If your child is participating in a high school sport, you may be able to benefit from an athletic scholarship when it is time for college. These scholarships assist students in covering part or all of their college education. The following are facts you should know if you feel your child may be able to benefit from an athletic scholarship.
What Are Athletic Scholarships?
Athletic scholarships are given to athletes because the college hopes to recruit that person to play for the college, says Danny Ruderman. Unlike local scholarships, which you need to go out and find, most athletic scholarships happen because the college has located the athlete they want to have playing sports for the school. Money is given to the athlete to cover all or part of their education. Athletic scholarships may be full, meaning they cover everything from tuition and fees for coursework to room and board, while some may be partial athletic scholarships that cover part of the costs associated with college.
What is the Length of Coverage with Athletic Scholarships?
Many people believe athletic scholarships cover all four years of an undergraduate degree, but Susan Eiges Hansen says there really is no such thing as a four-year full ride through college. Most athletic scholarships cover one academic year. Some may be renewed, others may not. Students could lose their scholarship for underperforming academics or for injuries that might inhibit playing.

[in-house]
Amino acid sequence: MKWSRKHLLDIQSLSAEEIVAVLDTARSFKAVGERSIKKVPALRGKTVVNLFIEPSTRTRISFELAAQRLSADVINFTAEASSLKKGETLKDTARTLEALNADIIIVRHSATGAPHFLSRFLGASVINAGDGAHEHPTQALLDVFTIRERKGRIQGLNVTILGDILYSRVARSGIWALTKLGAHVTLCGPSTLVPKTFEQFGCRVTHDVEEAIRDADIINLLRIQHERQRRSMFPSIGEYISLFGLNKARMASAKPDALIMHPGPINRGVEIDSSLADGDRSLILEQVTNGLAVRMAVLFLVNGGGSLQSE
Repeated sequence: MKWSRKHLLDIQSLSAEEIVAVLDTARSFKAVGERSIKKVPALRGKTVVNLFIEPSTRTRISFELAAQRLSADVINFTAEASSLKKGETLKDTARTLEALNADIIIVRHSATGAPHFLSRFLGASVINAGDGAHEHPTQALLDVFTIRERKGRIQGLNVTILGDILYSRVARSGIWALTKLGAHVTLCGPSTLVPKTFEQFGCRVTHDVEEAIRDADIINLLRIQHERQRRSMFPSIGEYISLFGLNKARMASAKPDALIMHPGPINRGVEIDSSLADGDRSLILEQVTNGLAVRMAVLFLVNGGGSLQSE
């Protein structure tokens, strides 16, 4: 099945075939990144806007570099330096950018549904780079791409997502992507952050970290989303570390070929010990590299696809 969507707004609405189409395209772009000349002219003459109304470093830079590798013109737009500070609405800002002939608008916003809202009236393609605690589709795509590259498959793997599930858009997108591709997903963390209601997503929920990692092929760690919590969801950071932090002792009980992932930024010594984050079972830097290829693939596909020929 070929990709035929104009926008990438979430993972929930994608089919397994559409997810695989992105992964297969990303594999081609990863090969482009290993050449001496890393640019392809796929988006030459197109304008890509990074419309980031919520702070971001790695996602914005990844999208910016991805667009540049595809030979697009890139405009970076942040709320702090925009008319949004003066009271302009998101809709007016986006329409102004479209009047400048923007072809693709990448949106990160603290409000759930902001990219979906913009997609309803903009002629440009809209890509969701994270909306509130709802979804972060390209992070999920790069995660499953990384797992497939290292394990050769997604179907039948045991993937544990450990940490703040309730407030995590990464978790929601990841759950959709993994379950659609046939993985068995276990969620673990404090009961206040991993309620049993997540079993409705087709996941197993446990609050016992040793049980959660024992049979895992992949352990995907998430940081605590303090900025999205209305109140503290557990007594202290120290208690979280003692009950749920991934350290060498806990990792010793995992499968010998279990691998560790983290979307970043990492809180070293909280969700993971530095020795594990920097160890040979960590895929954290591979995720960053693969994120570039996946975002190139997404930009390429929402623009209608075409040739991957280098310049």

What are Shared Scholarships?
In addition to a one-year scholarships, Hansen notes some scholarships are shared. Your child may start out receiving a 50% award that, at some point, will turn into a 20% scholarship. The amount of money your child will receive with a shared scholarship will depend on how much is available and how many other athletes will be given a share of the money.
What is the Difference Between Headcount Versus Equivalency Sports Scholarships?
Hansen identifies two types of scholarships for athletes: headcount and equivalency. A headcount scholarship is one in which the athlete receives a full scholarship, while the equivalency means the athlete will share the scholarship with a number of other athletes. Football and basketball are the only two male headcount sports, while basketball, volleyball, tennis and gymnastics are headcount sports for females.
How Much Money is Available for Athletic Scholarships?
The answer to this question depends on a lot of variables, including whether the scholarship is full or partial and whether it is a headcount or equivalency sport. According to the NCAA, full one-year scholarships at an in-state college are worth about $15,000 per year while out-of-state scholarships are worth around $25,000. Remember that if the athlete is sharing the scholarship, that amount could be as low as a few thousand dollars. While any amount will assist with the cost of college, most athletes will not receive enough to cover all of the costs associated with their education.